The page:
The Portuguese-speaking African countries (Portuguese: Países Africanos de Língua Oficial Portuguesa; PALOP), also known as Lusophone Africa, consist of six African countries in which the Portuguese language is an official language: Angola, Cape Verde, Guinea-Bissau, Mozambique, São Tomé and Príncipe and, since 2011, Equatorial Guinea. The six countries are former colonies of the Portuguese Empire. From 1778 until independence, Equatorial Guinea was also a colony of the Spanish Empire.
In 1992, the five Lusophone African countries formed an interstate organisation called PALOP, a colloquial acronym that translates to "African Countries of Portuguese Official Language" (Portuguese: Países Africanos de Língua Oficial Portuguesa). The PALOP countries have signed official agreements with Portugal, the European Union and the United Nations, and they work together to promote the development of culture, education and the preservation of the Portuguese language.
In 1996, together with Portugal and Brazil, the Portuguese-speaking African countries established the Community of Portuguese Language Countries (Portuguese: Comunidade dos Países de Língua Portuguesa, abbreviated to CPLP), which East Timor later joined in 2002 and Equatorial Guinea in 2014.
Equatorial Guinea adopted Portuguese as its third official language in October 2011. Originally a Portuguese colony before it was sold to Spain in 1778 as part of peace arrangements involving also the colony of Sacramento in the Southern Cone of the Americas, Equatorial Guinea has adopted Portuguese as the country's third official language in order to be allowed into the CPLP, despite its limited historical and cultural commonalities with the other countries.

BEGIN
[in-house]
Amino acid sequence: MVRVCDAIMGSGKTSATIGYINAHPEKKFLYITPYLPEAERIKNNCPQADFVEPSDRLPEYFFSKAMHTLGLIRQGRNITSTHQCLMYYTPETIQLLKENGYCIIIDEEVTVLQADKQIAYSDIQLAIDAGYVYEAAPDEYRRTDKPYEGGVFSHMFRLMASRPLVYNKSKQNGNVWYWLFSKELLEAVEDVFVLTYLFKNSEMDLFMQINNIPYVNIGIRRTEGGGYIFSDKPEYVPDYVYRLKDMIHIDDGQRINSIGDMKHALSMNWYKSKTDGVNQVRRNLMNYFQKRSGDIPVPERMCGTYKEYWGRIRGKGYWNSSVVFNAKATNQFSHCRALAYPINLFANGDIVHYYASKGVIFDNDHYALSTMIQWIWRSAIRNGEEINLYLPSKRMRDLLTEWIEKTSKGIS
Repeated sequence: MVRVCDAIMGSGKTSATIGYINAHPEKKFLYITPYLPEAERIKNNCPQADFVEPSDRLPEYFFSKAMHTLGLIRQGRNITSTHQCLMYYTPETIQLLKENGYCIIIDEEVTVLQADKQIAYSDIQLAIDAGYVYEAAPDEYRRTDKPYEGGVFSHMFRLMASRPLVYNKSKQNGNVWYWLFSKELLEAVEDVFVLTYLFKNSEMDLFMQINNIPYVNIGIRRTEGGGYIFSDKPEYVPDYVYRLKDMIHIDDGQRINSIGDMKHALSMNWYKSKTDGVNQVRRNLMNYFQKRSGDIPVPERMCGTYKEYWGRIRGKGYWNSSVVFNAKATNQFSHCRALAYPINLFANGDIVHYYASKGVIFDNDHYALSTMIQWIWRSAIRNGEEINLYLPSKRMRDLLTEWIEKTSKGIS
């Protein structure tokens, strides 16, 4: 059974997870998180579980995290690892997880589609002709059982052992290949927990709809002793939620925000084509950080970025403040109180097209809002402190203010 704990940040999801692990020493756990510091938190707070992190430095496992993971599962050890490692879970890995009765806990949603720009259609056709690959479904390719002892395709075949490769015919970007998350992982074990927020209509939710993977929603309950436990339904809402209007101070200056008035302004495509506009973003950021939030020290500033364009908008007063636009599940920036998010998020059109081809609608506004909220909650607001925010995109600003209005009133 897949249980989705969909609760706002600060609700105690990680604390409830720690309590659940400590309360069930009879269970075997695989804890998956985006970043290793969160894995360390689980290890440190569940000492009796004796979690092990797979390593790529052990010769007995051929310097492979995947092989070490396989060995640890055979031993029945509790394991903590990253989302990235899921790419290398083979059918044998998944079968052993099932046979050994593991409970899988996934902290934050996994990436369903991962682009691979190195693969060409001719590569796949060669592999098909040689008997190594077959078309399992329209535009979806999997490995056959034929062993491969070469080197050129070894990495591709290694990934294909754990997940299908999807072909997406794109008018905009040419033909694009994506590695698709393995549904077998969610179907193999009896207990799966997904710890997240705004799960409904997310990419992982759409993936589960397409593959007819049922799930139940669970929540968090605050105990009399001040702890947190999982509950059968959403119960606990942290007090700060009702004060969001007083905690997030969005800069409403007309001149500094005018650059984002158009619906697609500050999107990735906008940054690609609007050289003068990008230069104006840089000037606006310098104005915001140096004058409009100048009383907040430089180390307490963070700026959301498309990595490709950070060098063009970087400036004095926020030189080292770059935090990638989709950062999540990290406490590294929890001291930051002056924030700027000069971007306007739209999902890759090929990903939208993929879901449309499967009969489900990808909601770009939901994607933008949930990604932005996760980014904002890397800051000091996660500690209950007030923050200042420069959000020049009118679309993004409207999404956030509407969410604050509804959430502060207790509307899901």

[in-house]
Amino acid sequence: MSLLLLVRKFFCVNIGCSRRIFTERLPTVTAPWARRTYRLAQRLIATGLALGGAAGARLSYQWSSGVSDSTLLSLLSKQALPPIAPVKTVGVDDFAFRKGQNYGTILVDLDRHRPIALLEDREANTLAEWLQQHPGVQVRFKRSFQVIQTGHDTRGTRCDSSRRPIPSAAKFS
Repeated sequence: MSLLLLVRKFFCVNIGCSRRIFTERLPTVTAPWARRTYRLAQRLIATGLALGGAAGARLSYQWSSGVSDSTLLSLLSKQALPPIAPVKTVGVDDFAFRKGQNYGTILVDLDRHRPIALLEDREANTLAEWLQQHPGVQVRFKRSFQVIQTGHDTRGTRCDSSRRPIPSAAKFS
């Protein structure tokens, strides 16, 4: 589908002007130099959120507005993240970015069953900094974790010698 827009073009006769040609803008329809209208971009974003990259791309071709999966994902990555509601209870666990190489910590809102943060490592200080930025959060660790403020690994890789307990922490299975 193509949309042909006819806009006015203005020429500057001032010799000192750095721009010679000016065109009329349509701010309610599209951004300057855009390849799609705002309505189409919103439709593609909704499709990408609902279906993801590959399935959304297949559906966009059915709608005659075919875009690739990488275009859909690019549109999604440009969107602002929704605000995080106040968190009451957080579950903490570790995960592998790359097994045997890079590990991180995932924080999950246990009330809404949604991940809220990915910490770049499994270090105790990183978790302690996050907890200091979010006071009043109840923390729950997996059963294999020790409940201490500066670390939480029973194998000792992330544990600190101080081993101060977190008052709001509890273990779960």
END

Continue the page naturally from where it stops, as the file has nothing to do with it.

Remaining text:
Equatorial Guinea was traditionally not considered part of the PALOP, and it was not a founding member of FORPALOP in June 2014, a recently created institution that includes the PALOP, a forum for political-diplomatic cooperation to deepen historical friendship ties and solidarity between these African states. Portuguese is sparsely used throughout the country. However, it was admitted into the CPLP in 2014, and it subsequently became FORPALOP's sixth member.
The Lusophone Compact is an initiative championed by the African Development Bank to accelerate inclusive, sustainable, and diversified private sector growth in the Portuguese-speaking African countries. The primary objectives of the Lusophone Compact activities are to deploy technical assistance tools and programs, leverage the risk mitigation tools available to the parties and leverage the financing tools available to the parties.